~ Circa 1800, 1796 Pattern Heavy Cavalry Troopers Sword ~
This excellent condition blade is a decent example of the 1796 Heavy Cavalry Sword, this sword has very clear markings, its leather washer has stayed in place leaving the blade in a wonderful state.
This sword was made by Thomas Bate, a Birmingham sword smith who made many examples of the 1796.
The 1796 was a design approved for heavy cavalry use and some dragoons as a chopper, it was a simple straight blade with a thick ricasso leading to a very sharp hatchet point with an extreme distal taper, blunt on one side this is technically a backsword based on the eastern European pallasch. The other 1796 sword was also heavily inspired by the slashing swords of eastern Europe.
The guard is the simple knuckle bow and disc of a troopers.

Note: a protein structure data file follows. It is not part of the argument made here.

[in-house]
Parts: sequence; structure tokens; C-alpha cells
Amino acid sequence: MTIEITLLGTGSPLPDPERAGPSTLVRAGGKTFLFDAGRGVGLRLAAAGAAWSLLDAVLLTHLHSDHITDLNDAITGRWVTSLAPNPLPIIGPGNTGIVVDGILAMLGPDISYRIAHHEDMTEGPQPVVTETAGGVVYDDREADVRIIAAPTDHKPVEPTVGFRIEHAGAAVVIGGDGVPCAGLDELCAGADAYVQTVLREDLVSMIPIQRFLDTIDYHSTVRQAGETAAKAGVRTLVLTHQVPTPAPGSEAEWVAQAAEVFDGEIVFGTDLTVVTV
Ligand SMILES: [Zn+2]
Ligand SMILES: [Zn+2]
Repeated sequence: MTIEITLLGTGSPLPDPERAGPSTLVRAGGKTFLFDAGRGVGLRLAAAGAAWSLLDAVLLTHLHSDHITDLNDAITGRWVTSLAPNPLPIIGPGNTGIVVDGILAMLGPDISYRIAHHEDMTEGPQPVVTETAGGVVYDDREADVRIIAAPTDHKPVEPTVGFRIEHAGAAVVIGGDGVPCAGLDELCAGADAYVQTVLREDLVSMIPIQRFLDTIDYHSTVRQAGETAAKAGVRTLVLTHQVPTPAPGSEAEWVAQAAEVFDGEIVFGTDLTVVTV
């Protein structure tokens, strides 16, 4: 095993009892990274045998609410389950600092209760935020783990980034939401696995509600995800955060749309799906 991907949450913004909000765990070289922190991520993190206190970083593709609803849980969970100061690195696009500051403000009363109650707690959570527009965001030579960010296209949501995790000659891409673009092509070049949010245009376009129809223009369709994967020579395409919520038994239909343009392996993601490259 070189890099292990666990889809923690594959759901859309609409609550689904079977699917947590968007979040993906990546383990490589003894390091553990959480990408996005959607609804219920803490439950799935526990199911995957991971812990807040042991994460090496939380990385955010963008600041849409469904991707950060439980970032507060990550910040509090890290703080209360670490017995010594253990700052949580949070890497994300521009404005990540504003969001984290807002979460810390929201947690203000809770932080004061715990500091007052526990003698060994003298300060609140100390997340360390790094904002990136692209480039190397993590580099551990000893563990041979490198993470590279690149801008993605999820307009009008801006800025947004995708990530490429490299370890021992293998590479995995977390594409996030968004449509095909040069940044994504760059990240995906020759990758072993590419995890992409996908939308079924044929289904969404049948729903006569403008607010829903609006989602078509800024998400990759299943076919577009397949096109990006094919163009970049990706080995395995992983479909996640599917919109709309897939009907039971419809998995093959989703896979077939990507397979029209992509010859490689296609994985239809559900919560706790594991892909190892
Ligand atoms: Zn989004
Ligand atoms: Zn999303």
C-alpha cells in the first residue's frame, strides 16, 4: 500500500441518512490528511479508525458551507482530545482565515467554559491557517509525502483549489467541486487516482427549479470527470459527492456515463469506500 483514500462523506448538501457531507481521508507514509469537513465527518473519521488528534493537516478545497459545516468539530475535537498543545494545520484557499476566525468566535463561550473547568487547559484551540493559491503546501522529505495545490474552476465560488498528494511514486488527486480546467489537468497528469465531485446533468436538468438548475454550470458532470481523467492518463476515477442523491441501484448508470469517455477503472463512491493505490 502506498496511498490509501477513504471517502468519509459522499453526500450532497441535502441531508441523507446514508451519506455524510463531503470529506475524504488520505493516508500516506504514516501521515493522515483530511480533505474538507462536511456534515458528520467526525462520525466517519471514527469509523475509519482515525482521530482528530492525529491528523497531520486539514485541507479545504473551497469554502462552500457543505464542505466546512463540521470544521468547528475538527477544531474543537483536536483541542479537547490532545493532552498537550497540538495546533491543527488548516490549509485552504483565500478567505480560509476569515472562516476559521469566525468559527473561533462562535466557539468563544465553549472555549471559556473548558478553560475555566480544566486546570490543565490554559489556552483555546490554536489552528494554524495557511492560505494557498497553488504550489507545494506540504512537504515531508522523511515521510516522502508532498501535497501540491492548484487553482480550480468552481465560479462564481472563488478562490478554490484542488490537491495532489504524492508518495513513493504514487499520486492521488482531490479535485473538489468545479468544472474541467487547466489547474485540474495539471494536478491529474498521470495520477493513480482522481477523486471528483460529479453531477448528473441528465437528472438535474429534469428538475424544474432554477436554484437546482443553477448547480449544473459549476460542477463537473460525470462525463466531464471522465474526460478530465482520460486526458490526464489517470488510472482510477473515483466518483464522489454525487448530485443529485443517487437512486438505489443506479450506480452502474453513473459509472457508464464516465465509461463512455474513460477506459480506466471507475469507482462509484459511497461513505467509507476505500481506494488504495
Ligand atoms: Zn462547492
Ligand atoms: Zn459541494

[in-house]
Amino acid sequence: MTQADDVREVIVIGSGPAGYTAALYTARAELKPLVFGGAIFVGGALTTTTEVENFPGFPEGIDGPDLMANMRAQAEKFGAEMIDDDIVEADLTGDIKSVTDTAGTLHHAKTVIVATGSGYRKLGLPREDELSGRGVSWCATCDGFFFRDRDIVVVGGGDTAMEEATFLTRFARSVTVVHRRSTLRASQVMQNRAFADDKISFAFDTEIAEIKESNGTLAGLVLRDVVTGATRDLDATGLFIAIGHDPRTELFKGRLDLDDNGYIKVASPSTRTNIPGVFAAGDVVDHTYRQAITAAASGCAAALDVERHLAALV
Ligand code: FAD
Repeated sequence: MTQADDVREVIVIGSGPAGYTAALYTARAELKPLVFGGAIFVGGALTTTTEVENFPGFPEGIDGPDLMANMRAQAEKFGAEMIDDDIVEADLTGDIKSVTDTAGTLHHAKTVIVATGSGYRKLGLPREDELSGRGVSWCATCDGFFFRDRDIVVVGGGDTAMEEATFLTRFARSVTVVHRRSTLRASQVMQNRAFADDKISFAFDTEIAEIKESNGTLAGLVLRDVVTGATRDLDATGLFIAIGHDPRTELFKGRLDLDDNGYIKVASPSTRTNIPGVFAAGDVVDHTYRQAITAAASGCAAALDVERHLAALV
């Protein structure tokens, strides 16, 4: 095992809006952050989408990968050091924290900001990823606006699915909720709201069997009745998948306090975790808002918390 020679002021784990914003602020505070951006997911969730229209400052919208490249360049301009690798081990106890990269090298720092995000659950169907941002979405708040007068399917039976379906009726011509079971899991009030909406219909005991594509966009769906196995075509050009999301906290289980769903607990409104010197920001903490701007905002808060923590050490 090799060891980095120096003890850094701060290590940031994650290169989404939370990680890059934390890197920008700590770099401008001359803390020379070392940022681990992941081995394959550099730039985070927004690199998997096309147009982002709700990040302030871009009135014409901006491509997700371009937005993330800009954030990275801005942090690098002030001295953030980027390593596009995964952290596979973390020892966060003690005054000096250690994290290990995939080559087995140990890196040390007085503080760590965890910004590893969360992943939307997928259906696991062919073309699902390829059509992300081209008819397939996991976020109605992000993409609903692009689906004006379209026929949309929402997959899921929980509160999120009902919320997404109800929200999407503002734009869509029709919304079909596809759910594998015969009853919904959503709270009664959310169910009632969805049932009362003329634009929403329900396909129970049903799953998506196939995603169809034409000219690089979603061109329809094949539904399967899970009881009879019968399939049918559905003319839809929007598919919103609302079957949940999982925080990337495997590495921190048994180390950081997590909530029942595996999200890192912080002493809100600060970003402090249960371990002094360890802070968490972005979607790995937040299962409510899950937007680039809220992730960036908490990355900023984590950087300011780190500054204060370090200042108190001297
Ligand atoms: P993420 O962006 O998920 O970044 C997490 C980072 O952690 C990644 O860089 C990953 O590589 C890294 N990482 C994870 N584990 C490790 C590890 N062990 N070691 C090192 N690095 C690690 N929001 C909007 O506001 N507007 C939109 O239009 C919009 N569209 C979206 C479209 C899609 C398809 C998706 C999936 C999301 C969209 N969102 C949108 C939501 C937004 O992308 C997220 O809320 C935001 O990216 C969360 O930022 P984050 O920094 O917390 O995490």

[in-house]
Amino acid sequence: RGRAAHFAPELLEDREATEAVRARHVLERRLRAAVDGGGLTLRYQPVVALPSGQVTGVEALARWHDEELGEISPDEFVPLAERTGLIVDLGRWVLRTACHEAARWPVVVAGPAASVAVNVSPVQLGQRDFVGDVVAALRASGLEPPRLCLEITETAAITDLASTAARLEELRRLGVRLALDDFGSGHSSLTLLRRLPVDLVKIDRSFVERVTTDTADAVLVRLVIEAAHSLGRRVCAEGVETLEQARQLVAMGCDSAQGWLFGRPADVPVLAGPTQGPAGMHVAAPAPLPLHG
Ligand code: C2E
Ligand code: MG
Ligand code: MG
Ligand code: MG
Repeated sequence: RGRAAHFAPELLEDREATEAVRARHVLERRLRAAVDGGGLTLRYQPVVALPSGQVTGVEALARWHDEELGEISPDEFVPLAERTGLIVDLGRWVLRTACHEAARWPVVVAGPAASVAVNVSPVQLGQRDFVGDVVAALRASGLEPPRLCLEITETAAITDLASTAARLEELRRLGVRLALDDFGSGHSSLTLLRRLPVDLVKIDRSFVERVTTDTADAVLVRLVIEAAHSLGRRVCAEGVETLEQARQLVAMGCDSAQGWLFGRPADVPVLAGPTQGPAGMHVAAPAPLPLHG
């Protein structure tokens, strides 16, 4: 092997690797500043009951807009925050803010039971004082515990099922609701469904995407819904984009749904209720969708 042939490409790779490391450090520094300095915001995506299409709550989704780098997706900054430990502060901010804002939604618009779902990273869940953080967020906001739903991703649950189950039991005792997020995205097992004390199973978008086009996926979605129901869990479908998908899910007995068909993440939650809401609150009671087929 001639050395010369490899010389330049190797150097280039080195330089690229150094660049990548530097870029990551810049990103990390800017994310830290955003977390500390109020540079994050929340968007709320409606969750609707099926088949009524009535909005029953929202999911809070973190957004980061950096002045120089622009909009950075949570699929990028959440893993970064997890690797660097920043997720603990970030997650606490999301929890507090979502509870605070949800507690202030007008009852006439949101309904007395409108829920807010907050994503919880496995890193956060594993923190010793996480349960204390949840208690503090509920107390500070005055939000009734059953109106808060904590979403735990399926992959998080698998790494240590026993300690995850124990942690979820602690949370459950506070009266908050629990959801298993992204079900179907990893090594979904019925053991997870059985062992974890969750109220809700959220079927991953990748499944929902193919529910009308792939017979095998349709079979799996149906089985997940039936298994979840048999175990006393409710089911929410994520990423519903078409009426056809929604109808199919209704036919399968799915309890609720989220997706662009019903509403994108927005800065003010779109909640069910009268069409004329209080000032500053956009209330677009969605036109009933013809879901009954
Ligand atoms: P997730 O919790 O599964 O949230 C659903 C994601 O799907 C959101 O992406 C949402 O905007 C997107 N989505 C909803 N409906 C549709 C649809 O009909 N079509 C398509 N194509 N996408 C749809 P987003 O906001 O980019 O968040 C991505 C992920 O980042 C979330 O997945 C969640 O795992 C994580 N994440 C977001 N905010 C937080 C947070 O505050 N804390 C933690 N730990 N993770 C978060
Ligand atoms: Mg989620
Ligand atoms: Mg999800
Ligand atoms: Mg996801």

This one we have here is a standard trooper’s sword that has been untouched. It has the makers mark on the back edge, the view mark of a crown next to the numeral 4 (to show that it had been inspected and passed muster) but aside from that there are no other discernible marks of the sword or scabbard.
This sword must then have been made but never issued since its missing the regimental markings.
~ Dimensions ~
The total length is 40 inches (102 cm) long.
The blade is 35 inches (89 cm) long.
The sword and scabbard are 2 Kg.
~ Condition ~
This sword is in excellent condition, it appears to have never seen service or even have been issued to a unit so aside from the makers mark and viewing mark there is nothing marring the sword.
There is some wear to be expected from an old sword, some very minor discolouration on the blade but the leather washer has kept it very well.
There is also some minor discolouration to the guard as well as a smooth dent on the right hand side of the guard.
The scabbard is in good shape and has the same minor blackening. There are a few dings.
The grip has worn and dried but aside from some small cracks is still intact.
~ Postage ~
UK postage is £25 or the sword can be collected from our Portsmouth shop.